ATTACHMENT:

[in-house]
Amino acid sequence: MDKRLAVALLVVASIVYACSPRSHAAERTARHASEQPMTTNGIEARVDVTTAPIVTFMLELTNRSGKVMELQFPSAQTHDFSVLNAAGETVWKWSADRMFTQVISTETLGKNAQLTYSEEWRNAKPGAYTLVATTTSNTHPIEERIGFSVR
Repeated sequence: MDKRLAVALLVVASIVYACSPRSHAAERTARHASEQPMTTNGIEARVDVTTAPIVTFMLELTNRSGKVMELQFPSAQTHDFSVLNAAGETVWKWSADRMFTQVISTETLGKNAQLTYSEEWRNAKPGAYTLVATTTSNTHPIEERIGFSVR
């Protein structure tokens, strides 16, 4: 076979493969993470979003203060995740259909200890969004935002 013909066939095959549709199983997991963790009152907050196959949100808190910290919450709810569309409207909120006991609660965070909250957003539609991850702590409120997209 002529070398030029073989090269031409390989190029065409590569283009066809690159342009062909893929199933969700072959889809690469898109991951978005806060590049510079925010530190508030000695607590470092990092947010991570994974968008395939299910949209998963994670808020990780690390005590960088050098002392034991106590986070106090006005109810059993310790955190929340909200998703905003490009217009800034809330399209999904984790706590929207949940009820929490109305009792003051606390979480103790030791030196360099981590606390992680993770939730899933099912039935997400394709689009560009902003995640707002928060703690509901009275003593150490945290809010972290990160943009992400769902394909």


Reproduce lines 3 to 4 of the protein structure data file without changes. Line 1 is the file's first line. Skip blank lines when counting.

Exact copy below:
Repeated sequence: MDKRLAVALLVVASIVYACSPRSHAAERTARHASEQPMTTNGIEARVDVTTAPIVTFMLELTNRSGKVMELQFPSAQTHDFSVLNAAGETVWKWSADRMFTQVISTETLGKNAQLTYSEEWRNAKPGAYTLVATTTSNTHPIEERIGFSVR
């Protein structure tokens, strides 16, 4: 076979493969993470979003203060995740259909200890969004935002 013909066939095959549709199983997991963790009152907050196959949100808190910290919450709810569309409207909120006991609660965070909250957003539609991850702590409120997209 002529070398030029073989090269031409390989190029065409590569283009066809690159342009062909893929199933969700072959889809690469898109991951978005806060590049510079925010530190508030000695607590470092990092947010991570994974968008395939299910949209998963994670808020990780690390005590960088050098002392034991106590986070106090006005109810059993310790955190929340909200998703905003490009217009800034809330399209999904984790706590929207949940009820929490109305009792003051606390979480103790030791030196360099981590606390992680993770939730899933099912039935997400394709689009560009902003995640707002928060703690509901009275003593150490945290809010972290990160943009992400769902394909």